Fallow Syndrome: Coming Soon to a Corn Field Near You?

The 2019 growing season is mostly in the history books, and for many of us, is one that we are thankful to have behind us. However, 2019 might have one more final shot to take. With the significant acreage that was prevent plant in 2019, some farmers and agronomists are beginning to consider the potential for fallow syndrome in 2020.

Fallow syndrome is not a condition that we routinely encounter in the eastern corn belt. In essence, fallow syndrome is a condition that can occur in fields where a crop was not planted the prior year, and is primarily a problem in grass crops, such as corn or wheat. It manifests as symptoms of a nutrient deficiency, particularly phosphorus, in a field where fertility is adequate. The reason for this condition is a decline in the population of beneficial microorganisms in the soil, such as mycorrhizal fungi. These microorganisms form a symbiotic relationship with the crop plant and enhance the crops ability to uptake nutrients from the soil in exchange for exudates from the roots that feed the microorganisms. In the absence of a suitable host, these microorganism populations decline, and the crop does not become as quickly inoculated as in a year following a crop.

The effects of fallow syndrome will generally be expressed more in fields that were kept clean for most of the prior season, as many weed species are suitable hosts for these microorganisms and will help to preserve their populations. Therefore, if a field was kept sprayed or tilled to limit weed populations, there is more of a risk of fallow syndrome than fields that had weed populations that were not managed or those that were managed by mowing during the season. Also, if a cover crop was planted on a field, fallow syndrome chances are reduced as many cover crop species are suitable hosts for these organisms. One exception to this are brassica species, such as radishes, turnips, or rapeseed, which are not suitable hosts for these microorganisms.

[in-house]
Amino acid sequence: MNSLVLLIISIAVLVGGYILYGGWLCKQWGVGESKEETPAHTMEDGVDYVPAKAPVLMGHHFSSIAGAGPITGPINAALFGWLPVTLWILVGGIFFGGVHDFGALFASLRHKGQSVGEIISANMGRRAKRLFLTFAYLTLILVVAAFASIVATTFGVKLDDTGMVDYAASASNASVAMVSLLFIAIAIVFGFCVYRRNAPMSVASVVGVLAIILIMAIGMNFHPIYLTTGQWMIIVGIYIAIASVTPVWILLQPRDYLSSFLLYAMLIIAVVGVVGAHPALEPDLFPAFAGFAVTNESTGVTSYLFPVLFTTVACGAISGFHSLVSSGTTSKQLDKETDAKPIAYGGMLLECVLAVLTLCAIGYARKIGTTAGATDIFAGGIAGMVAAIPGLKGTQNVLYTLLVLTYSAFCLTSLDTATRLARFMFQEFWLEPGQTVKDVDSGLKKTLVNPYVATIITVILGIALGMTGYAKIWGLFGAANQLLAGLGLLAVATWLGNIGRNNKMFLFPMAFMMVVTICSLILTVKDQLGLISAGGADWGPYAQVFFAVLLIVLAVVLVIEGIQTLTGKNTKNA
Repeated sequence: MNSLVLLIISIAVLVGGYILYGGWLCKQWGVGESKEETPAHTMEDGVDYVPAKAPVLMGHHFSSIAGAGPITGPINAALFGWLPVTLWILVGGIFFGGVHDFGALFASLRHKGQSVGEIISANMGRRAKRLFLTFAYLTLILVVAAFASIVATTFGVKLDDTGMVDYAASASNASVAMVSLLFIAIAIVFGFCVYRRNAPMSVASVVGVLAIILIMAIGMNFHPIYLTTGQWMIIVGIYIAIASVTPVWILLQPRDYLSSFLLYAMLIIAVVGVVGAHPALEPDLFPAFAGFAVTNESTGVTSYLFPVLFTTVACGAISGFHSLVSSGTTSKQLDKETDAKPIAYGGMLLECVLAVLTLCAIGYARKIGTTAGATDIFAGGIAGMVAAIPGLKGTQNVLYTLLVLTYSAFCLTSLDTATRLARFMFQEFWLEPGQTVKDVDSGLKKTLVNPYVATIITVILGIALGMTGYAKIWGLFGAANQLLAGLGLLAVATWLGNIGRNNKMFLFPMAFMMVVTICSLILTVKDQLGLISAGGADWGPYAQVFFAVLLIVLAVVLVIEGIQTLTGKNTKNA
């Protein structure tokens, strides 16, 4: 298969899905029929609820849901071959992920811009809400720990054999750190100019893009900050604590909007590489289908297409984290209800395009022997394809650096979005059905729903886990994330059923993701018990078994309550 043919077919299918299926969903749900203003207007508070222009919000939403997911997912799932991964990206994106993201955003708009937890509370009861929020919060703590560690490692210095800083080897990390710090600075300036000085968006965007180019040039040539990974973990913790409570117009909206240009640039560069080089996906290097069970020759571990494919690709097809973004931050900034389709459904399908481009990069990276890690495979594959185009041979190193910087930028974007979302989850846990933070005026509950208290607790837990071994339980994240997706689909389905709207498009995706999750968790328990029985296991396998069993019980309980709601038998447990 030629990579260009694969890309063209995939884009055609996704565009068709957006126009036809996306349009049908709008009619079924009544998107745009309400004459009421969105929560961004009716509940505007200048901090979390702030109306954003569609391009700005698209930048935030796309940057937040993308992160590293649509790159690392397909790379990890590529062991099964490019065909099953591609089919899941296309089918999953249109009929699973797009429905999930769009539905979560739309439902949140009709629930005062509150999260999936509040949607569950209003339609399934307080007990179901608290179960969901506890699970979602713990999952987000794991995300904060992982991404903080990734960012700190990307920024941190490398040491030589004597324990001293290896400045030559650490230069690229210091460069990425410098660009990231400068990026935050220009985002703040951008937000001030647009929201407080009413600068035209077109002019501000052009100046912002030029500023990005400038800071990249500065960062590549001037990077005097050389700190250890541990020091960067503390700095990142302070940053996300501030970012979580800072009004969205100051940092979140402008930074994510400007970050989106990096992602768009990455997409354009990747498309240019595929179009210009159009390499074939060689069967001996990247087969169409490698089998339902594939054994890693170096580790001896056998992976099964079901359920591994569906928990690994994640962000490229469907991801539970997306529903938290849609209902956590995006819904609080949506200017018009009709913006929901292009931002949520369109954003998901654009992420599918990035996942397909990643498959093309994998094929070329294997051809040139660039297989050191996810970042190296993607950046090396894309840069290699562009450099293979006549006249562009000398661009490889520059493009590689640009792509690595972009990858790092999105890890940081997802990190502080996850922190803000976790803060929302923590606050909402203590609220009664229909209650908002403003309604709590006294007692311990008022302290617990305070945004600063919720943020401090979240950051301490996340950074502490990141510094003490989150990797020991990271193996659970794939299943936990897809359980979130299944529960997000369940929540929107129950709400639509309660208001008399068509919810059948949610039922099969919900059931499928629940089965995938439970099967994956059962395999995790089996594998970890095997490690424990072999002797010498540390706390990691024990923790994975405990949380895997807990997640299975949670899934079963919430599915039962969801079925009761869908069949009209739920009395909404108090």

If planning to plant corn in fields that were fallow in 2019, a starter fertilizer application of phosphorus and zinc should be considered, particularly on fields where fertility levels are marginally low. As the root system of the corn plant develops and expands in size, the crop is better able to take in nutrients and the likelihood of these symptoms declines. In addition, microorganism populations will also increase and reestablish the symbiotic relationships within the crop. It is also important to remember that corn plants often exhibit purpling similar to a P deficiency early in the growing season due to the bright, sunny days and cool nights that often occur in the region during the spring.

While fallow syndrome is a real condition, it is unlikely that it will be a major concern for many growers during the 2020 season. As always, sound management is the best tool that we have to deal with this parting shot of 2019.

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